J. L. BELL is a Massachusetts writer who specializes in (among other things) the start of the American Revolution in and around Boston. He is particularly interested in the experiences of children in 1765-75. He has published scholarly papers and popular articles for both children and adults. He was consultant for an episode of History Detectives, and contributed to a display at Minute Man National Historic Park.

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Monday, April 09, 2012

Links for the Patriots’ Day Season in 2012

Events commemorating the start of the Revolutionary War come on strong in the next couple of weeks. The best clearing-house for happenings out in the countryside is BattleRoad.org’s Events page. Among those items is my own talk in Lincoln tomorrow night: “What Did the British Hope to Find in Concord on April 19th?”

BattleRoad.org’s listings extend to the end of the month. They include the battle demonstrations and encampments inside Minute Man National Historical Park on 14-19 April. I prefer visiting those over the venerable dawn skirmish on Lexington common because they’re (a) not at dawn, and (b) spread out, so the sight lines are better.

On that last point, writer Derek W. Beck asks whether V.I.P. seating for the Lexington reenactment is in the spirit of the occasion. Or would the provincials in that skirmish have seen those arrangements as similar to seating the meetinghouse according to social status and wealth?

One local commemoration I hadn’t read about before is Acton’s “Robbins’ Ride.” Alas, “for the purposes of safety and practicality,” this isn’t reenacted by an actual thirteen-year-old boy on a horse. Then again, an adult is more likely to ride responsibly.

In the city, Boston National Historical Park hosts its annual “Paul Revere’s Row” on 15 April. The next morning, Roxbury celebrates William Dawes’s trip through that town with events starting at 8:00 at the U.U. Urban Ministry/First Church. The Paul Revere House has many presentations and family activities lined up for the school vacation.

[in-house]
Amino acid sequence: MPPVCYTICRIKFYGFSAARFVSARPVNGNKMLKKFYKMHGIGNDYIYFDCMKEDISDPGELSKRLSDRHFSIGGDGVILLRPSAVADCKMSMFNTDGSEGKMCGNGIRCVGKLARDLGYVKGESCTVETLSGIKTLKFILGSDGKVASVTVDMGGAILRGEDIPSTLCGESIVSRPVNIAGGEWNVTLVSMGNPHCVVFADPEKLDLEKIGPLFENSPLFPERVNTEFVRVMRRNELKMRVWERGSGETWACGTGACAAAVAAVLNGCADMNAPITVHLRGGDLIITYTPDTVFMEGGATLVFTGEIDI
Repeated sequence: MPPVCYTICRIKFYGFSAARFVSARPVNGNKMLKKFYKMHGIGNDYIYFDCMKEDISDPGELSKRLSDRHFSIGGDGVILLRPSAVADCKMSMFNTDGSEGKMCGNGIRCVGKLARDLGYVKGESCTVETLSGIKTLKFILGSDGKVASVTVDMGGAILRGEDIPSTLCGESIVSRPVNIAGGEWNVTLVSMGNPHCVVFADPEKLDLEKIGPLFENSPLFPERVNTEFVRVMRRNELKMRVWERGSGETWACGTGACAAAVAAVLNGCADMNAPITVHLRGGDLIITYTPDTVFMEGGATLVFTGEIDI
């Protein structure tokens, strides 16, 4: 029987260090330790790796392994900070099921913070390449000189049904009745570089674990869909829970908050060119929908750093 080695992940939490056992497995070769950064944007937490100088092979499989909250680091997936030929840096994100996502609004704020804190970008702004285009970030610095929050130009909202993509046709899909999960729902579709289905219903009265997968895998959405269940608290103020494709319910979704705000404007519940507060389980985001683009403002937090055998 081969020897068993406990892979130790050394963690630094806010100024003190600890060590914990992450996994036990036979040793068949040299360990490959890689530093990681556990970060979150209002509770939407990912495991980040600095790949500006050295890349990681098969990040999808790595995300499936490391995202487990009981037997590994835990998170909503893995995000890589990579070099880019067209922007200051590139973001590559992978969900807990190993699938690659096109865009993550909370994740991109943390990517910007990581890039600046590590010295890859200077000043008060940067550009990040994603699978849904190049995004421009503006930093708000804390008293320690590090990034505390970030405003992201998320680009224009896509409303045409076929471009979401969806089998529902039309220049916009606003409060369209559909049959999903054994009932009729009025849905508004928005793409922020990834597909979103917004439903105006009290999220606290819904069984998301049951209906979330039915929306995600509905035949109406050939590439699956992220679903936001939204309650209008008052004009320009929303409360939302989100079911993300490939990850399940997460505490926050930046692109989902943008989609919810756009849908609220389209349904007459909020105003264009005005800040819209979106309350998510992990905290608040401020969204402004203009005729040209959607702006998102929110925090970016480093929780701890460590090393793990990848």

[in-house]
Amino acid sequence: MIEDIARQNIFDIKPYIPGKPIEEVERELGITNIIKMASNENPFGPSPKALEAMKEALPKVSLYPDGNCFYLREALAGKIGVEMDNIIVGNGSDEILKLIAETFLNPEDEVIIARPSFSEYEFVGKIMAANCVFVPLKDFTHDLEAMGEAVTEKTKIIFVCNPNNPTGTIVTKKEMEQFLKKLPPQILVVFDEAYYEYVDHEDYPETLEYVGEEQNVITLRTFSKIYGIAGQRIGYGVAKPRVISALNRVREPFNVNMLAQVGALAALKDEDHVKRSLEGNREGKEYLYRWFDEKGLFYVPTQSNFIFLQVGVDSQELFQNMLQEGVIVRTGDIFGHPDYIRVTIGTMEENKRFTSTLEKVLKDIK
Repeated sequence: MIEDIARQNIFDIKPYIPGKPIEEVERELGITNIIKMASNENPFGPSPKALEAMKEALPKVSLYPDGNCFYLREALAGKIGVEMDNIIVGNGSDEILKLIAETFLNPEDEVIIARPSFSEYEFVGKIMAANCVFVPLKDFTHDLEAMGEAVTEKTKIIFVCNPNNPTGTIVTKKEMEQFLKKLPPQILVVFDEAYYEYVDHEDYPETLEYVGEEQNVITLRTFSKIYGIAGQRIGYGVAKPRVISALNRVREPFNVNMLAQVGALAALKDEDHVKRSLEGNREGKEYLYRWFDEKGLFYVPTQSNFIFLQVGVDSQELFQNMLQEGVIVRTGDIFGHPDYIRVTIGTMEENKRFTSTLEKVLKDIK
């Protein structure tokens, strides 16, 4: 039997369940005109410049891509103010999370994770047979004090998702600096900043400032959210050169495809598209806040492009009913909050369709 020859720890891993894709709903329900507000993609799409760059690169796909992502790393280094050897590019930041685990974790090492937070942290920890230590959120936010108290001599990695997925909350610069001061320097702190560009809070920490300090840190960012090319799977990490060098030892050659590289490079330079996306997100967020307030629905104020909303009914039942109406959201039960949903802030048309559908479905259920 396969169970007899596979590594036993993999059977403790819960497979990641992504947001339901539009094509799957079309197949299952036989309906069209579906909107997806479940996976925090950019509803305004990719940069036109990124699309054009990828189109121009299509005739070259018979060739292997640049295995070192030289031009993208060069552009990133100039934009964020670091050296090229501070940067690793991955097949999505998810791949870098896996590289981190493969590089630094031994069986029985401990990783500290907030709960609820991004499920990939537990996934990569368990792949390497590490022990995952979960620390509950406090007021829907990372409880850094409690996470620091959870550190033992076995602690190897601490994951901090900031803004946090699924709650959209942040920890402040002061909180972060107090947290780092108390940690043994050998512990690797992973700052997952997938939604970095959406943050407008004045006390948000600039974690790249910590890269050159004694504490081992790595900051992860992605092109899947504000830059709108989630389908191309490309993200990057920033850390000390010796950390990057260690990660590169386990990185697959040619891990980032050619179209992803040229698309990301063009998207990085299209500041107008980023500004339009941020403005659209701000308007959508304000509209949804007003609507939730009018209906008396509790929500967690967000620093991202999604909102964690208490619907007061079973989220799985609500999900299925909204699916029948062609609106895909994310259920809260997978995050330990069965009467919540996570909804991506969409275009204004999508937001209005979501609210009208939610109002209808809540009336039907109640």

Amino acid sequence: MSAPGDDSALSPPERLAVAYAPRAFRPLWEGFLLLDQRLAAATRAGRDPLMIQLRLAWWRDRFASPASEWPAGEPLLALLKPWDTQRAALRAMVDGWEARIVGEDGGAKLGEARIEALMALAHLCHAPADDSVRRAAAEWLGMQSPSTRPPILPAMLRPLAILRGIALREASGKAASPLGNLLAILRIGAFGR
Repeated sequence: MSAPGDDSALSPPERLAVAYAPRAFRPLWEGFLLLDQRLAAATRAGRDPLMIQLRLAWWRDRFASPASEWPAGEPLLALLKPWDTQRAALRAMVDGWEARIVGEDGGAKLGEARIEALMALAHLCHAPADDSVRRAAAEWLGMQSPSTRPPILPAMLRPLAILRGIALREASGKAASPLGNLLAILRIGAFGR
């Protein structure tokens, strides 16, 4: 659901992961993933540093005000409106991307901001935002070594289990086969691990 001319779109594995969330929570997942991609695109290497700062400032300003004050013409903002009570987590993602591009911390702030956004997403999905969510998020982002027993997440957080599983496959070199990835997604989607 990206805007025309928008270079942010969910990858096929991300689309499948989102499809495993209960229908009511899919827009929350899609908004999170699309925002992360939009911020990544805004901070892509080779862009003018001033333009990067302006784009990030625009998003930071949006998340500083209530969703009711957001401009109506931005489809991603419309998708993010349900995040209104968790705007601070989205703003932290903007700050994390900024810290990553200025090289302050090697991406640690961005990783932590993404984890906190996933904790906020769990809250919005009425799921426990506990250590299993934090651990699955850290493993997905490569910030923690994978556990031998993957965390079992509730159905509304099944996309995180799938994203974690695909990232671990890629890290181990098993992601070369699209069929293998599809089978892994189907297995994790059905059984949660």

Finally, on Sunday the Boston Globe ran several articles pertinent to the holiday:
  • On reenacting the real fight in Lexington on 19 Apr 1775, which occurred in the afternoon as the British expedition came back through town and met the reinforcement column. In the late 1900s the town militia’s attack on the regulars withdrawing to Boston became known as “Parker’s Revenge.” 
  • On Bedford’s pole-capping ceremony, a tradition that goes back 47 years. (While I’ve found scattered references to the “Liberty Cap” in Revolutionary times, the symbol seems to have reached its greatest popularity as a Jeffersonian symbol during the partisan politics of the early republic.)
  • On Cyrus Dallin, sculptor of the Paul Revere statue in the North End, and his museum in Arlington.
  • On the legacy of the “praying Indian” communities of Massachusetts—Natives who adopted Christianity and a lifestyle that combined American and European culture, only to be eventually swept along by the growing population of British settlers and their descendants.

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